COPENHAGEN (Reuters) - Danske Bank, caught up in one of the world’s biggest money laundering scandals, reported a 28 percent drop in 2018 profit, cut its dividend and promised to spend around $300 million to tighten safeguards against financial crime.
The bank is being investigated in Denmark, Estonia, Britain and the United States over 200 billion euros ($229 billion) of suspicious payments through its Estonian branch between 2007 and 2015 and could face hefty fines.
Denmark’s largest bank said on Friday it had seen a fall in customer satisfaction both for retail and corporate clients and that it would spend up to 2 billion Danish crowns ($307 million) to step up anti-money laundering efforts, such as improving IT systems and hiring compliance staff.
Interim chief executive Jesper Nielsen said that “2018 has been a challenging year.”
He told Reuters that the bank was cooperating with the U.S. authorities about their investigations, which he said were in their early stages. He said the bank expected to spend more than 200 million Danish crowns on legal fees this year, around the same level as in 2018.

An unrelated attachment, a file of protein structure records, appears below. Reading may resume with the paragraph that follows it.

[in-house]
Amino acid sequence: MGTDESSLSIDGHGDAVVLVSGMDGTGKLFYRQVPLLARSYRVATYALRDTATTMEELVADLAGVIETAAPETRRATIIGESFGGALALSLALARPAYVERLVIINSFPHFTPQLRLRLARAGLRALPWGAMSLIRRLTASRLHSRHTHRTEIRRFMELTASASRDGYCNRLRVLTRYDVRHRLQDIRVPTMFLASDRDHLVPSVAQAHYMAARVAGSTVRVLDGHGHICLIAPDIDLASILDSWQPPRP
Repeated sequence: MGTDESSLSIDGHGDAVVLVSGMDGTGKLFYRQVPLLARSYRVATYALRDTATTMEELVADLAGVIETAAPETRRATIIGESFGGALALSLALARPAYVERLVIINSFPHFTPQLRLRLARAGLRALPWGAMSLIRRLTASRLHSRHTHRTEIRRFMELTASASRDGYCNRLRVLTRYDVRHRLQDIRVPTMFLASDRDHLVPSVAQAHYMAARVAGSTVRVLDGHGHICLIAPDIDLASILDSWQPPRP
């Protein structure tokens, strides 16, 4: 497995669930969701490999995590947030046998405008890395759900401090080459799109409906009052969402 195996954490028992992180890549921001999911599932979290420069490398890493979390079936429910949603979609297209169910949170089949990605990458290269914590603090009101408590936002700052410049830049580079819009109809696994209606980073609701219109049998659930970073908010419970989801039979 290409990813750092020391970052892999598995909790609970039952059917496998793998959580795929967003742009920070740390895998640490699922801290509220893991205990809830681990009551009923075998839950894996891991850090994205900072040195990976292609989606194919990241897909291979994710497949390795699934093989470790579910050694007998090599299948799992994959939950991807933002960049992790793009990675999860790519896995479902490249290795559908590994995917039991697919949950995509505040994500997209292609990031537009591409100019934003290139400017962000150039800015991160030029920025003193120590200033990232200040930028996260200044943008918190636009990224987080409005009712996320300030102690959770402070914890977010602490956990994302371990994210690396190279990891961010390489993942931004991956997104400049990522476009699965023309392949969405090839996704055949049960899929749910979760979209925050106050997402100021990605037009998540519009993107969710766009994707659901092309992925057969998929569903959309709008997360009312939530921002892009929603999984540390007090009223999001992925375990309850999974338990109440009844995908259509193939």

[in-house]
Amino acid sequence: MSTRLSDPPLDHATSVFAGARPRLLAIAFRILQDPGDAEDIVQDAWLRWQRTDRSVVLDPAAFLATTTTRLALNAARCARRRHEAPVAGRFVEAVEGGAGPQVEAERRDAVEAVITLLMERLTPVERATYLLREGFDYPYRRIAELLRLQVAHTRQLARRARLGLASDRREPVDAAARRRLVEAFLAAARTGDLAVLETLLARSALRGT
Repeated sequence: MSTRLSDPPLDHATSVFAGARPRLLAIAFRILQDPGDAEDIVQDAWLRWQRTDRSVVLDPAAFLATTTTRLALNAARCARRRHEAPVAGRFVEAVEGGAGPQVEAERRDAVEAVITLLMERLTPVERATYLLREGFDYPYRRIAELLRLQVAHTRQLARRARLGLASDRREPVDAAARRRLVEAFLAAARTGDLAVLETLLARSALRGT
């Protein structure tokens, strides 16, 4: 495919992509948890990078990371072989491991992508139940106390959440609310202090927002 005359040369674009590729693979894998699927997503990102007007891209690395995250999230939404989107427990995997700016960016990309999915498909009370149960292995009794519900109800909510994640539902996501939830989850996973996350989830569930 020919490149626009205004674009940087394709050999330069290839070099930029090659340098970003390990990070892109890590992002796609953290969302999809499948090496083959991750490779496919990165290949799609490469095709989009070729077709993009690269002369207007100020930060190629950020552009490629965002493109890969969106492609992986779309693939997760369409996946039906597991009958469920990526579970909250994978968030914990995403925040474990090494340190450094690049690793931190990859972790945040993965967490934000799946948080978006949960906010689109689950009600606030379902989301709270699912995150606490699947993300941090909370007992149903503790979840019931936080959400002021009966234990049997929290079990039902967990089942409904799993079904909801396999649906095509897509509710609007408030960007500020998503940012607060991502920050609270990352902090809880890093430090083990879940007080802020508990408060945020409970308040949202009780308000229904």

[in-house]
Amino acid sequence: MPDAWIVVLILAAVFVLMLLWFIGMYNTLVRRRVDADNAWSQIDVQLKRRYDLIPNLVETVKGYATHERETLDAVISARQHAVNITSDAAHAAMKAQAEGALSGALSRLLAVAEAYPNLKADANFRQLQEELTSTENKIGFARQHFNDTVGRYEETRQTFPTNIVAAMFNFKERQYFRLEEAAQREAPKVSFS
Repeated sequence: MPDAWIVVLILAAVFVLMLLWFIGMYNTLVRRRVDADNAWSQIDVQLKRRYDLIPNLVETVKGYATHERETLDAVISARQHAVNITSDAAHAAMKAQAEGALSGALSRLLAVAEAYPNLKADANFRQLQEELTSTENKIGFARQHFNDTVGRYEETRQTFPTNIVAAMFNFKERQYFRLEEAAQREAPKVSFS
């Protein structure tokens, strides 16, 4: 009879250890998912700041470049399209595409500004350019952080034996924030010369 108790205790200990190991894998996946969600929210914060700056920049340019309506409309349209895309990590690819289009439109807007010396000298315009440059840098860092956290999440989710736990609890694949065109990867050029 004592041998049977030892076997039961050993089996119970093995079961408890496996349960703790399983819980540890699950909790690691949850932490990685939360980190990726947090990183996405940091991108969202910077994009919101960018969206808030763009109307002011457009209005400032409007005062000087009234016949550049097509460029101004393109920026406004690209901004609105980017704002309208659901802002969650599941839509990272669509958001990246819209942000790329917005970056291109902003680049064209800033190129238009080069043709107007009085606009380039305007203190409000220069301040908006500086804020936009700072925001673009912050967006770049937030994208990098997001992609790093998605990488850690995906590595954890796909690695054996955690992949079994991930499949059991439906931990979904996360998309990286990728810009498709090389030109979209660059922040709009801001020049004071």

He added that the bank was committed to finishing an internal investigation of the money laundering case, of which it laid out preliminary findings in September last year.
Net profit fell to 15 billion Danish crowns ($2.30 billion) from 20.9 billion for the full year - a drop of 28 percent - due to costs relating to the Estonia case and a drop in trading income from uncertainty in financial markets.
The bank said it had a net loss of 11,000 Danish retail clients last year, less than 1 percent of its total, while it continued to see growth in its corporate business across all Nordic markets.
Danske said it will halt its share buy-back program this year, because it needs to set money aside to deal with potential fines.
The bank proposed a 2018 dividend of 8.5 Danish crowns per share, lower than the 8.64 crowns expected by analysts in a Reuters poll.
Danske also said it expected a net profit in the range of 14-16 billion crowns in 2019, from the 15 billion in 2018, in-line with the 15.04 billion expected by analysts for 2019.
In December, the bank downgraded its forecast for 2018 net profit for the second time to around 15 billion crowns from an earlier forecast of 16-17 billion to reflect weak markets in the fourth quarter.
The bank had already cut the forecast from 18-20 billion crowns in September.
($1 = 6.5230 Danish crowns)
($1 = 0.8740 euros)
Reporting by Teis Jensen. Editing by Jane Merriman and Louise Heavens
Our Standards: The Thomson Reuters Trust Principles.